There is something quietly devastating about spending a day with Joel Hunt, a physician's assistant with the Fourth Street Clinic. He shows that homelessness isn't an issue, or even necessarily a choice. It's a compendium of human lives clinging at straws with which they try to build the best shelter they can.
Trying to understand the potential impact of Medicaid expansion on people's lives for this week's CW cover story on Medicaid and health-care reform, I rode with Hunt, whom his patients call with much fondness 'Dr Joel' and his assistant Leticia Vasquez in a van that desperately needs replacing. He revealed that the fabric of lives out there on the margins, surviving one day to the next, are remarkably diverse.
After we visit the Sunrise Metro public-housing complex, Hunt drives to a spot by the Jordan River, where two men are camping in the bitter cold. Hunt takes their vitals, fills a prescription and hands out water.
Scott eats rice out of a fire-blackened tin can and complains of chronic back pain and a hand infection. He had built himself a small lean-to-cum-cabin out of panels. The police had told the 50-year-old from Arizona to take it down. He has a small, open-faced black metal box in front of his shelter where pieces of wood smolder. He wants to apply for Medicaid, but lost some of his papers.
"I know Medicaid would change my life," Scott says. If he could get help with his chronic back pain, he would have more energy to look for work, "rather than lay there and hope it gets better."
"If I could write four prescriptions, it would be for ID, social security number, birth control and housing," Hunt says.
Scott builds a small fire in the metal box, while another homeless man, Randy, moans at the cold and huddles by the meager flames. "We're just kind of hoping the weather breaks," Scott says. "Hopefully, things will change for us."
Later in the afternoon, Hunt finds two patients panhandling on the corner of 2100 South and 700 East in Salt Lake City. Jeff and his partner, Tammy, who’s inside a nearby coffee bar keeping warm, are both 51 and have been homeless for six months. “He’s doing his best to keep us together,” Tammy says, noting that a shelter would require them to separate at night. They slept in a stairwell Christmas Eve.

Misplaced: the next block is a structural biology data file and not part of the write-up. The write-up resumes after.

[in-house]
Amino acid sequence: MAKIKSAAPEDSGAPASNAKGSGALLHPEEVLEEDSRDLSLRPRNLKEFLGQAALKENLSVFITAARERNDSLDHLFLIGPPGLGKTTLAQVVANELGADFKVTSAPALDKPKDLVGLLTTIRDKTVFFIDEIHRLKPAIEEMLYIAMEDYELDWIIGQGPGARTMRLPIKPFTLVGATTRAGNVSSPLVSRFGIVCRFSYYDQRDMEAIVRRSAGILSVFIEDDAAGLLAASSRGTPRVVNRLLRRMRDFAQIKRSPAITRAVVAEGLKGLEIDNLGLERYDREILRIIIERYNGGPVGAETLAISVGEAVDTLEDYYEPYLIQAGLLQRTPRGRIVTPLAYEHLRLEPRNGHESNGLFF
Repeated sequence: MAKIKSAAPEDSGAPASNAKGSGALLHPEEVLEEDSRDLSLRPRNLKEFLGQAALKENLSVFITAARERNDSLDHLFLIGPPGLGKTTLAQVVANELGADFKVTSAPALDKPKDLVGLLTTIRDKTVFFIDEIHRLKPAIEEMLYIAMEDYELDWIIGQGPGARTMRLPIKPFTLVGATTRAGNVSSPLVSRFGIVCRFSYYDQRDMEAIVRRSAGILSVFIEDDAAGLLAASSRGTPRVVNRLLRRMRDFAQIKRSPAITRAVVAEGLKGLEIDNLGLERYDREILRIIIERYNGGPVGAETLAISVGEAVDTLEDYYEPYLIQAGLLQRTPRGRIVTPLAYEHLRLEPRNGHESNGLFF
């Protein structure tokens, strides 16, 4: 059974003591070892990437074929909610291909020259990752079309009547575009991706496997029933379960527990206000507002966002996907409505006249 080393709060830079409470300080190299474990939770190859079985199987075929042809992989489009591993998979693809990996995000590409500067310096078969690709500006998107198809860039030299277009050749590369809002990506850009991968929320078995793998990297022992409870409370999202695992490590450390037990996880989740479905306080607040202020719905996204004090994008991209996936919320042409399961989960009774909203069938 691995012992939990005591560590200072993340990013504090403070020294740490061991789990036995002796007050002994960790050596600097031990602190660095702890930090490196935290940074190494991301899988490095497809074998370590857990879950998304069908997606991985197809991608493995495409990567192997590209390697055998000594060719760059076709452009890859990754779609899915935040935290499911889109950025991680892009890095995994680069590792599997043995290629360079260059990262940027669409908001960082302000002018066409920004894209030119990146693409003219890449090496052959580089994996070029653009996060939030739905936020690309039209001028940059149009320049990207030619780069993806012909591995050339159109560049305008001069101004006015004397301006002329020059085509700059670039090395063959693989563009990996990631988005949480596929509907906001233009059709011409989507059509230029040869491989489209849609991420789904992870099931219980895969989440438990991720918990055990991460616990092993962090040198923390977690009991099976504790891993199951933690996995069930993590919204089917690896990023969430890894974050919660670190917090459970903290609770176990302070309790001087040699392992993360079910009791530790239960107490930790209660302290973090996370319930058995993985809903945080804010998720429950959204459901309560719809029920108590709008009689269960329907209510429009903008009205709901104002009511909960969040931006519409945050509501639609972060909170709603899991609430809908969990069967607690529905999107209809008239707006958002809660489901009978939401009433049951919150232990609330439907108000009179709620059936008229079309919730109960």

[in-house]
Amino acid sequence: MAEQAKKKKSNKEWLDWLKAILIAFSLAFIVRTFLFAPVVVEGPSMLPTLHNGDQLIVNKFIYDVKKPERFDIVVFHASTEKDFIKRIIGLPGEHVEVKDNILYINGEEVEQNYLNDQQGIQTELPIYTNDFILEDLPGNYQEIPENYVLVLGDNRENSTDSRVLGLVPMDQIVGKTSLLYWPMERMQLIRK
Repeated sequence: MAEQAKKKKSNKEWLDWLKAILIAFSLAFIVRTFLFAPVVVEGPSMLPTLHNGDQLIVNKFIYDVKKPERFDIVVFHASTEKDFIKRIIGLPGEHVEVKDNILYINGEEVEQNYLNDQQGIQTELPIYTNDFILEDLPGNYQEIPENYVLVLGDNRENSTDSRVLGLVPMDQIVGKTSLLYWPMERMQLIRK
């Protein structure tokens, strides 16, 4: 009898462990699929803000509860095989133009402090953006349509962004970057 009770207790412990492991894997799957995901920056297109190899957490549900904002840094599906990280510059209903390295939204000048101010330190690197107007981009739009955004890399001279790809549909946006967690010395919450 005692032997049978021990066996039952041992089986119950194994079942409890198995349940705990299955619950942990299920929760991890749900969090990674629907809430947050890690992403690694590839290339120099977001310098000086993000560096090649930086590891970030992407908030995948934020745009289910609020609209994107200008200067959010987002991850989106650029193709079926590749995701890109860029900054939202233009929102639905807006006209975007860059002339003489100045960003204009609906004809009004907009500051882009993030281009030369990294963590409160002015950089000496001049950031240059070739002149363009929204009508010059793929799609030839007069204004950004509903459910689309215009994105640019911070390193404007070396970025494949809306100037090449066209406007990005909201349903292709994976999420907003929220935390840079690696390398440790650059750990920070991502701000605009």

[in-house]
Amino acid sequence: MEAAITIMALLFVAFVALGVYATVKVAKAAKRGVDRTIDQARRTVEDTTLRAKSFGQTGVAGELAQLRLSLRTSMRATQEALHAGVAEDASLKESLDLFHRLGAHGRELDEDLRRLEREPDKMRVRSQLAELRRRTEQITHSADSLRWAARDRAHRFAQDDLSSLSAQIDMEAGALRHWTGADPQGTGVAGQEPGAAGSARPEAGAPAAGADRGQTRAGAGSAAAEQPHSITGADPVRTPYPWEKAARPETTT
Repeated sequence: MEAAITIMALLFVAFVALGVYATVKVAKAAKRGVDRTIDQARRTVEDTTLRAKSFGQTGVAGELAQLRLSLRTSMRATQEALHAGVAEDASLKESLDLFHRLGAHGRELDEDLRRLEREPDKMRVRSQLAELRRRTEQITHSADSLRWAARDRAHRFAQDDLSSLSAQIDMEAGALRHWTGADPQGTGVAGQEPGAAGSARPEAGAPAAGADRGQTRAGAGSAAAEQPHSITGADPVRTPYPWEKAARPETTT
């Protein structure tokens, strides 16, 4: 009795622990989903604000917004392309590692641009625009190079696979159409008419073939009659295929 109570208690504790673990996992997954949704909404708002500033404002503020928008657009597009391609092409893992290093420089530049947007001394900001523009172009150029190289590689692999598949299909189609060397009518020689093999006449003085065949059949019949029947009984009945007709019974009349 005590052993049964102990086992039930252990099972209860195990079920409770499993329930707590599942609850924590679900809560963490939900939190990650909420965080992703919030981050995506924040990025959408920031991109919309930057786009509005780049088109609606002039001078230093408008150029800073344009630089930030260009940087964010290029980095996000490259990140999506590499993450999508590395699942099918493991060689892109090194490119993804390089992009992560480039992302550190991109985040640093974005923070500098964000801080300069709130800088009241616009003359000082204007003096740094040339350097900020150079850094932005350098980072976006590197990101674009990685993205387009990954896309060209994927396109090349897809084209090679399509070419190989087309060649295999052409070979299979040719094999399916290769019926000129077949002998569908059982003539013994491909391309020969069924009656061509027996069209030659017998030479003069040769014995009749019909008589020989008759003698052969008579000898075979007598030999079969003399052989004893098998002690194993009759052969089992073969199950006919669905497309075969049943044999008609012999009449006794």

“Insurance is real hard to come by right now,” Jeff says. He’s also dealing with chronic back pain, Tammy with depression, both with addictions and using opiates to self-medicate. When asked what he would say to the Legislature about expanding Medicaid to the homeless, he says, “If you’re not completely crippled or don't want to pretend that you are, and at the same time be functional in the city, it’s so hard to do. I can’t get a job without insurance and Medicaid. If you don’t have things to pawn or sell or a family to help you, all you’re left with is breaking the law.”
At the end of a long, ferociously cold day of tracking down homeless patients, Hunt pulls over near an entrance to Interstate 15 and walks down a snow-blanketed piece of land, marked off on one side by passing traffic and the other by a wall, behind which white vapor rises above houses. Between the wall and a row of bushes are several tents.
“Fourth Street, VOA,” Hunt calls out. There is movement inside one of the tents, and then a tall man emerges, followed shortly by his female partner.
The young man says his name is “Alexis” as he munches on a chewy granola bar—the preferred snack of Hunt’s patients because of their dental issues, Hunt says. Alexis talks about how two people “can keep their body temperature right where it’s at” if both possess the following items: one garbage bag, one T-shirt, water and a jacket. Hit the walls of the tent, and ice falls down. Both are heroin addicts, Hunt says.
Alexis says Medicaid expansion would “make it so people don’t judge you. You walk into a hospital and you don’t got what everybody got, they look at you different.” He recalls he and his partner going to a hospital with pneumonia, being given Tylenol and water and then “they let us go. I thought that was funny.” Expanding Medicaid, he says, “should make everybody equal.”
Hunt still worries that expansion to the vulnerable population he so diligently serves would mean that Medicaid would become “a scarlet letter.” But, he adds, “at least the people caring for them would know they are going to get paid.”
But the most haunting sight of the day is not the individual people, each struggling with their own burdens and needs, but rather a child's yellow toy car. Under several railway bridges by the Jordan River, vapor rising from its black surface, Hunt finds the remains of campsites: a few beer cans, boxes, discarded sleeping bags. One site has a mattress pushed up against the wall, from which a series of sunglasses hang in a row.
A second bridge campsite has several abandoned children's toys, including a yellow toy car, suggesting a family had been living there perhaps before the record-low temperatures drove them away.
That toy spoke of trying to maintain a semblance of normalcy, of a boy running it backward and forward on the dirt while looking out at the river. It spoke of clinging to hope that things would get better, one day.